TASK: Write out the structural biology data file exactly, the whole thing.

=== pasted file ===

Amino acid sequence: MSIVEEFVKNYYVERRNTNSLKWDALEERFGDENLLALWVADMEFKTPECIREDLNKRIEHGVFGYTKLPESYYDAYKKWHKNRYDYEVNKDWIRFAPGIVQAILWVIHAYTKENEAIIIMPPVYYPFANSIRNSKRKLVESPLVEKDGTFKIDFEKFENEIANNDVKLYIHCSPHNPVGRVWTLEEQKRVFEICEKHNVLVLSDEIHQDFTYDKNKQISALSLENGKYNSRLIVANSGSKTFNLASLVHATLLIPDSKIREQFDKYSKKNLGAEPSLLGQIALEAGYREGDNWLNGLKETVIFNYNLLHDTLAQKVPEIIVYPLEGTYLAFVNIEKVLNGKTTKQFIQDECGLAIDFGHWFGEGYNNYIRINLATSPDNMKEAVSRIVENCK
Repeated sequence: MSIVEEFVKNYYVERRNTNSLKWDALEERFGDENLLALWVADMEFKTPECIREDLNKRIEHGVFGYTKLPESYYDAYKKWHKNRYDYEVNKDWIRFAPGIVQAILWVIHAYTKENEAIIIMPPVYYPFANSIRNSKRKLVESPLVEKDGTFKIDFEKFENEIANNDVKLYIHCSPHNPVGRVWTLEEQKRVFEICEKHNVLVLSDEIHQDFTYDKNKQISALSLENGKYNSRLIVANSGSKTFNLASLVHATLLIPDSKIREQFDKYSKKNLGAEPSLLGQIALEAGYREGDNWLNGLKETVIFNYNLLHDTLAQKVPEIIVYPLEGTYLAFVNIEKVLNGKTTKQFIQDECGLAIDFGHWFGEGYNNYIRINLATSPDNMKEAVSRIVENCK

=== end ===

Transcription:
Amino acid sequence: MSIVEEFVKNYYVERRNTNSLKWDALEERFGDENLLALWVADMEFKTPECIREDLNKRIEHGVFGYTKLPESYYDAYKKWHKNRYDYEVNKDWIRFAPGIVQAILWVIHAYTKENEAIIIMPPVYYPFANSIRNSKRKLVESPLVEKDGTFKIDFEKFENEIANNDVKLYIHCSPHNPVGRVWTLEEQKRVFEICEKHNVLVLSDEIHQDFTYDKNKQISALSLENGKYNSRLIVANSGSKTFNLASLVHATLLIPDSKIREQFDKYSKKNLGAEPSLLGQIALEAGYREGDNWLNGLKETVIFNYNLLHDTLAQKVPEIIVYPLEGTYLAFVNIEKVLNGKTTKQFIQDECGLAIDFGHWFGEGYNNYIRINLATSPDNMKEAVSRIVENCK
Repeated sequence: MSIVEEFVKNYYVERRNTNSLKWDALEERFGDENLLALWVADMEFKTPECIREDLNKRIEHGVFGYTKLPESYYDAYKKWHKNRYDYEVNKDWIRFAPGIVQAILWVIHAYTKENEAIIIMPPVYYPFANSIRNSKRKLVESPLVEKDGTFKIDFEKFENEIANNDVKLYIHCSPHNPVGRVWTLEEQKRVFEICEKHNVLVLSDEIHQDFTYDKNKQISALSLENGKYNSRLIVANSGSKTFNLASLVHATLLIPDSKIREQFDKYSKKNLGAEPSLLGQIALEAGYREGDNWLNGLKETVIFNYNLLHDTLAQKVPEIIVYPLEGTYLAFVNIEKVLNGKTTKQFIQDECGLAIDFGHWFGEGYNNYIRINLATSPDNMKEAVSRIVENCK